A Wasp in the Car and Other Emergencies
A wasp in the car
No-one likes wasps. OK, they do a bit of pollination and all that, but when they turn up, you brace for trouble, right? Bracing for trouble when you’re doing 70mph on the motorway isn’t quite the same as using a napkin to bat your stripy nemesis away from your lemonade, though. If a wasp enters your car cabin while you’re driving, you should start to slow your car down and look for somewhere to pull over.
Don’t make any sudden movements or even think about swatting your unwelcome passenger because you’ll almost certainly miss, distract yourself and incur the wrath of the wasp. Leave your window open, as it might simply fly back out, and aim for the first safe place to pull over and park. If you know you have a wasp or bee allergy, you should already have your EpiPen with you within easy reach. The chances are, however, as long as you remain calm and make no sudden movements, the insect won’t cause you any trouble.
Your passenger chokes on food
Ideally, no-one should be eating in your car, especially not you, the driver. Your children might love the idea of sitting in the back seats scoffing sweets and sausage rolls, but items like boiled sweets and lumps of meat are among the most common causes of choking. Try to restrict in-car dining to soft drinks or (for younger children) puree pouches and make regular stops at service stations to eat solid foods.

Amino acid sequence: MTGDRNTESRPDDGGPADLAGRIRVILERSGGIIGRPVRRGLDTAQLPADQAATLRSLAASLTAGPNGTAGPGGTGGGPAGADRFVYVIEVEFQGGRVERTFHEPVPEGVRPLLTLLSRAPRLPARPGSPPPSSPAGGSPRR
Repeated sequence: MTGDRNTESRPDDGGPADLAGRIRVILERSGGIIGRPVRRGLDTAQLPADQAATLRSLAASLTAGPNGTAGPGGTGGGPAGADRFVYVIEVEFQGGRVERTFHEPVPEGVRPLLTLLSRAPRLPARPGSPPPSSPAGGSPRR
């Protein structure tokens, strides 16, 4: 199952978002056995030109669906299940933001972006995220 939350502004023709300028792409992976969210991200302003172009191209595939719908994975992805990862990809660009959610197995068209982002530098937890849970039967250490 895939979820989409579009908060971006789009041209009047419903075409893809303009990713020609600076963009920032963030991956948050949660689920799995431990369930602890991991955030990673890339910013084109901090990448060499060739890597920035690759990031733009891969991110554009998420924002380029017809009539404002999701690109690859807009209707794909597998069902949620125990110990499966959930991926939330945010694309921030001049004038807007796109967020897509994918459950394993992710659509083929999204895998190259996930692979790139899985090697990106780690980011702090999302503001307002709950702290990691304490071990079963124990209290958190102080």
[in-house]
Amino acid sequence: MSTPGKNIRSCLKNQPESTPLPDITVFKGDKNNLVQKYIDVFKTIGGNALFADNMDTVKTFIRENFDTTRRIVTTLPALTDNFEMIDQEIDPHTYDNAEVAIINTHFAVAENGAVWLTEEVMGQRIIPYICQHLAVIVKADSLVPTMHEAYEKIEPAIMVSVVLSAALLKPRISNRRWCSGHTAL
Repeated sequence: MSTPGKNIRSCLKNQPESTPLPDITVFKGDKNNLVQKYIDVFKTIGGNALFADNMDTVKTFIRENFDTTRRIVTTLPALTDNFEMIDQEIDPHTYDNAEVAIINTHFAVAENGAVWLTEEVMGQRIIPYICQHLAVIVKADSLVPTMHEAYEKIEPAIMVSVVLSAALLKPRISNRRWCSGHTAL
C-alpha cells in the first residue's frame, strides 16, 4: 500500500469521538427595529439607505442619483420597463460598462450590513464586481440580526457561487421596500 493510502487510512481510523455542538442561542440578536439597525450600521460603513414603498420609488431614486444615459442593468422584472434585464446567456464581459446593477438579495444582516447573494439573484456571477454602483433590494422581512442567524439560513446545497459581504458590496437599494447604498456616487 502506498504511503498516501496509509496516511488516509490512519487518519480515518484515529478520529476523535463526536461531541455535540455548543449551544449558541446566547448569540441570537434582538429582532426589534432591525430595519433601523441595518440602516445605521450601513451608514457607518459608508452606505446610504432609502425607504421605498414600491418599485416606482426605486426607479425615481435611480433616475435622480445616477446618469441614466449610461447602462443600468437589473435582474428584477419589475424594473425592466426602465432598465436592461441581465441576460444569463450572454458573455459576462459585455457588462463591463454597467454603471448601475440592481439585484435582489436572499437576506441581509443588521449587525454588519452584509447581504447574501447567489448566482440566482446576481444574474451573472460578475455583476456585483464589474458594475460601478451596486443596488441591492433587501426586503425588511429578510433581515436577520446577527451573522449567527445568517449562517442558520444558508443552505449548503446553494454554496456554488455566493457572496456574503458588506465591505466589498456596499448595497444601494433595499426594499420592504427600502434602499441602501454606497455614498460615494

If the worst happens and one of your passengers starts to choke, do NOT try to help them while you’re driving. You must hit the hazard lights and pull over ASAP in order to help your passenger safely and without endangering other road users and yourselves. If possible, call 999 before you start any procedures on your passenger and, if it’s safe, get yourself and the passenger onto the roadside as this makes it easier for you and the emergency services (if they attend) to help the passenger.
A child escapes their car seat
Some children just don’t like being restrained in their car seat and turn into mini-Houdinis on longer journeys, unbuckling their straps or slipping out of their bonds. Not only is this a big distraction for you as the driver, as your child might be bouncing around in the cabin, grabbing your seat or annoying their siblings, but it’s also dangerous if you are in a collision as their unsecured body becomes a potentially deadly projectile. Not great.
It’s especially not great if you’re along the motorway when Little Junior announces their latest jailbreak. As with most in-car emergencies, remaining calm is the key. Reduce your driving speed slowly and look for the first exit so you can park safely, get out of the car and put your child back in the car seat. You might be tempted to pull onto the hard shoulder, but as you’ll need to get out of the car, you’re actually safer driving to a refuge or a service station.